Artists — as varied as the Dadaists and Italian Futurists or car-obsessed designers like Le Corbusier, Walter Gropius and Frank Lloyd Wright — instantly grasped the power and possibilities of the automobile. The Futurist Giacomo Balla produced more than 100 studies of cars, including the coruscating, kaleidoscopic beauty of 1912’s “Speeding Automobile.” By 1915, the exhibit catalog says, the avant-garde painter Francis Picabia had asserted that “the genius of the modern world is machinery, and that through machinery art ought to find a most vivid expression.” Le Corbusier compared a sleek Delage Grand Sport to the Greek Parthenon, seeing both as “reflections of the needs and spirit of their respective age.”
Advertising got aboard early, including by leading graphic artists, such as Lucian Bernhard’s 1914 poster of a cosmically igniting Bosch spark plug. Then as now, artists and companies insinuated shameless links between driving and personal power and sex. A 1907 ad by the Finnish artist Akseli Gallen-Kallela for a Swedish car company shows its eccentric chief executive, known as the “flying baron,” driving through a starlit sky, abducting a stylized nude maiden named Kyllikki. In this updated Finnish epic, the daredevil hero’s wood sled is replaced by a phallic car, in the Nordic National Romantic style influenced by Art Nouveau.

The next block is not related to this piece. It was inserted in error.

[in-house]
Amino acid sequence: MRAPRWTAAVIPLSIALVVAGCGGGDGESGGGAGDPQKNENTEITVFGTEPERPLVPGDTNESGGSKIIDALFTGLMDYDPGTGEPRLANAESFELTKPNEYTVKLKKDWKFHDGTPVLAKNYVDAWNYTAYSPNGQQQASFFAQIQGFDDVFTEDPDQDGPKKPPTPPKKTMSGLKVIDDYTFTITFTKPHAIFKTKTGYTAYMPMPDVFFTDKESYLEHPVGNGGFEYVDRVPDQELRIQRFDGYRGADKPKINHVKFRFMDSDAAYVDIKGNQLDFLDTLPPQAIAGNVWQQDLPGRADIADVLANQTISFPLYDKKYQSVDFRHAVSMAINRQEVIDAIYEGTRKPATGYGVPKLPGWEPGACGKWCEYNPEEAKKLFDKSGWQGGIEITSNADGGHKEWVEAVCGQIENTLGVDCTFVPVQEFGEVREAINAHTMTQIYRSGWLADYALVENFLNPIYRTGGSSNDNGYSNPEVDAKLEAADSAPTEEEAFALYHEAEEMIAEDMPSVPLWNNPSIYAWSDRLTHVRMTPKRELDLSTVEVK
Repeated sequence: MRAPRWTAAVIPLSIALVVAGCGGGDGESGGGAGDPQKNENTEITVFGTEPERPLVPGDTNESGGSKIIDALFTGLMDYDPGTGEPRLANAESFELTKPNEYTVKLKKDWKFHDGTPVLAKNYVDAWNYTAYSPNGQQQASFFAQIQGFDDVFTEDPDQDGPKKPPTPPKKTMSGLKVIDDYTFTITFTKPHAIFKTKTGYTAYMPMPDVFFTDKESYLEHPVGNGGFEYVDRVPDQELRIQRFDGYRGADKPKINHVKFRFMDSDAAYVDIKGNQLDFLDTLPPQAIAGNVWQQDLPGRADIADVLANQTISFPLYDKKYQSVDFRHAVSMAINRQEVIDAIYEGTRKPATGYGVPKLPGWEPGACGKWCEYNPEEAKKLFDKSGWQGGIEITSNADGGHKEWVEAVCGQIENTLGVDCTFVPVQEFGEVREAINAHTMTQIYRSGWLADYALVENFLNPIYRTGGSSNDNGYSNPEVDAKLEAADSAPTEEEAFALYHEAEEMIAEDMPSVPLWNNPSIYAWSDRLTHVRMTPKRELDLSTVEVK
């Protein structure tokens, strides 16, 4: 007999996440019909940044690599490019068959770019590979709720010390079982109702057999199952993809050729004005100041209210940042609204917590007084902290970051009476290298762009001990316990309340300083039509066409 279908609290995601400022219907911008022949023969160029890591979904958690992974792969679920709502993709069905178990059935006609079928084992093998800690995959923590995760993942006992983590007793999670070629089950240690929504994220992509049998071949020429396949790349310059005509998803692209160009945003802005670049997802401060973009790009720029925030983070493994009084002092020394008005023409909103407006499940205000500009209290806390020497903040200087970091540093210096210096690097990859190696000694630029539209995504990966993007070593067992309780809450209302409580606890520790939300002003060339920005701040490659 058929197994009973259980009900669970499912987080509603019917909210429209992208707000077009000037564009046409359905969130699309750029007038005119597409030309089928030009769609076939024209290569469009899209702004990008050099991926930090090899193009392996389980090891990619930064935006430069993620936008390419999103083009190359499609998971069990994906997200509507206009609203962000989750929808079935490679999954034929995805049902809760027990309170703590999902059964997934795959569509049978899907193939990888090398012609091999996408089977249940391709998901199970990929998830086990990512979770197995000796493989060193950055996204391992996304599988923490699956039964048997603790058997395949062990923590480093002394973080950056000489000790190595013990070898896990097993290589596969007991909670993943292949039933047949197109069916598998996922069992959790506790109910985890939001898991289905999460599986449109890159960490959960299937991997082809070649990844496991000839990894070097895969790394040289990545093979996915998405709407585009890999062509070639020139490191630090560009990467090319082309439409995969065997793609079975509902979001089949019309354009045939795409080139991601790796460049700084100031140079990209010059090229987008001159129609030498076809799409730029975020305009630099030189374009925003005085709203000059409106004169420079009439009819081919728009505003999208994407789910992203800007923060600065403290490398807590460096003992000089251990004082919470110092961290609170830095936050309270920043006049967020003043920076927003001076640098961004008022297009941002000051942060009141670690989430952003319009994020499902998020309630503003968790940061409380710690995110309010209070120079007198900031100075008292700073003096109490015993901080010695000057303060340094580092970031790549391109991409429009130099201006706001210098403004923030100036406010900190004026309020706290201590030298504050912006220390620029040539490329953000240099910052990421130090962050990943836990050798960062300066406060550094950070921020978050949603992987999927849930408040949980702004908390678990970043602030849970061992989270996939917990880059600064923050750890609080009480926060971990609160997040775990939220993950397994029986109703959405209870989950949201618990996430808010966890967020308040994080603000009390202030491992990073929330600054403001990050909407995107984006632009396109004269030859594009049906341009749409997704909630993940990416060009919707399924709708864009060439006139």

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The exhibit’s billboard-size names include Edward Ruscha, Andy Warhol, Robert Frank, Charles Sheeler and Margaret Bourke-White. Edward Hopper’s 1940 painting “Gas” moves its artist’s hollowed-out view of American isolation from his familiar city diner to a fuel station in the middle of the American nowhere. A lone attendant, in vest and tie, stands sentry at the pumps, awaiting a car that may never come.
Automania also highlights 10 examples of pathbreaking auto design, including a stogie-stretched, 1963 Jaguar E-Type Roadster; a 1990 Ferrari Formula 1 racer; and an adorable 1963 Airstream Bambi trailer. The aluminum-skinned Bambi — named by the company founder Wally Byam, during his 14,000-mile caravan through Africa in 1960, for a tiny deer known as “O’Mbambi” in a Bantu dialect — became a fixture of American highways, reliably towed by a family station wagon.
MoMA’s most recent tire-kicking acquisition is a Citroën DS sedan. It’s a late, 1973 example of the classic created by Flaminio Bertoni of Italy and the aviation engineer André Lefèbvre. The DS remains among the most lauded, fetishized designs of the 20th century, despite its iconoclastic proportions. The name is a French play on “Deesse,” the pronunciation of its word for “Goddess.”
In 1955, the year of the DS’s earthshaking introduction, the French critic and philosopher Roland Barthes drew another artistic line in the sand. He declared the DS “almost the exact equivalent of the great Gothic cathedrals: I mean the supreme creation of an era, conceived with passion by unknown artists, and consumed in image if not in usage by a whole population which appropriates them as a purely magical object.”